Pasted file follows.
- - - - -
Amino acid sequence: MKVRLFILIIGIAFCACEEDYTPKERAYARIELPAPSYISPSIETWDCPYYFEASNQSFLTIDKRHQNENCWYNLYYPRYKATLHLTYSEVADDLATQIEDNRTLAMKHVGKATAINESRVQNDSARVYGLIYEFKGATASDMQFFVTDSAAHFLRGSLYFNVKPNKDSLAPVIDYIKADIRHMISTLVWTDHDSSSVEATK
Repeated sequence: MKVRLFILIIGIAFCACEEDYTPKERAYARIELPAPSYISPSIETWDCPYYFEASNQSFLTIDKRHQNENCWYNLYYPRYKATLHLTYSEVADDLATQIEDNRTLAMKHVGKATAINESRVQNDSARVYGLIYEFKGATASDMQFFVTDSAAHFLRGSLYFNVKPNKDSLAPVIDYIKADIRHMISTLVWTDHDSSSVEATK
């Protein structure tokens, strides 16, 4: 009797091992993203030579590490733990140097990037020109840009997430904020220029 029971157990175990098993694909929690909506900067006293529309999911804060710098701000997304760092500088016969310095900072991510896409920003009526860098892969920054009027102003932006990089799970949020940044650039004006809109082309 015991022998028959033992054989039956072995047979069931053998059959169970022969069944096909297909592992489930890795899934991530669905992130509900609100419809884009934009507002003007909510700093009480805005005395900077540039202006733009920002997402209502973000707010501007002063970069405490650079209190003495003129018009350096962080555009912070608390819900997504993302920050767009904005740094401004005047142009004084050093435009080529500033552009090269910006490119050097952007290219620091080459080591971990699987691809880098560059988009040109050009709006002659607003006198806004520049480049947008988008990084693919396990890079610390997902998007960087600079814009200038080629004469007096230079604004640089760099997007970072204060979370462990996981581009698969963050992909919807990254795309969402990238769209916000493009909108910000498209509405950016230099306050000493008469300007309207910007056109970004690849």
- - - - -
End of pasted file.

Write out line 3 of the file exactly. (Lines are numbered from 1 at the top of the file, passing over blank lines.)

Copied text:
């Protein structure tokens, strides 16, 4: 009797091992993203030579590490733990140097990037020109840009997430904020220029 029971157990175990098993694909929690909506900067006293529309999911804060710098701000997304760092500088016969310095900072991510896409920003009526860098892969920054009027102003932006990089799970949020940044650039004006809109082309 015991022998028959033992054989039956072995047979069931053998059959169970022969069944096909297909592992489930890795899934991530669905992130509900609100419809884009934009507002003007909510700093009480805005005395900077540039202006733009920002997402209502973000707010501007002063970069405490650079209190003495003129018009350096962080555009912070608390819900997504993302920050767009904005740094401004005047142009004084050093435009080529500033552009090269910006490119050097952007290219620091080459080591971990699987691809880098560059988009040109050009709006002659607003006198806004520049480049947008988008990084693919396990890079610390997902998007960087600079814009200038080629004469007096230079604004640089760099997007970072204060979370462990996981581009698969963050992909919807990254795309969402990238769209916000493009909108910000498209509405950016230099306050000493008469300007309207910007056109970004690849």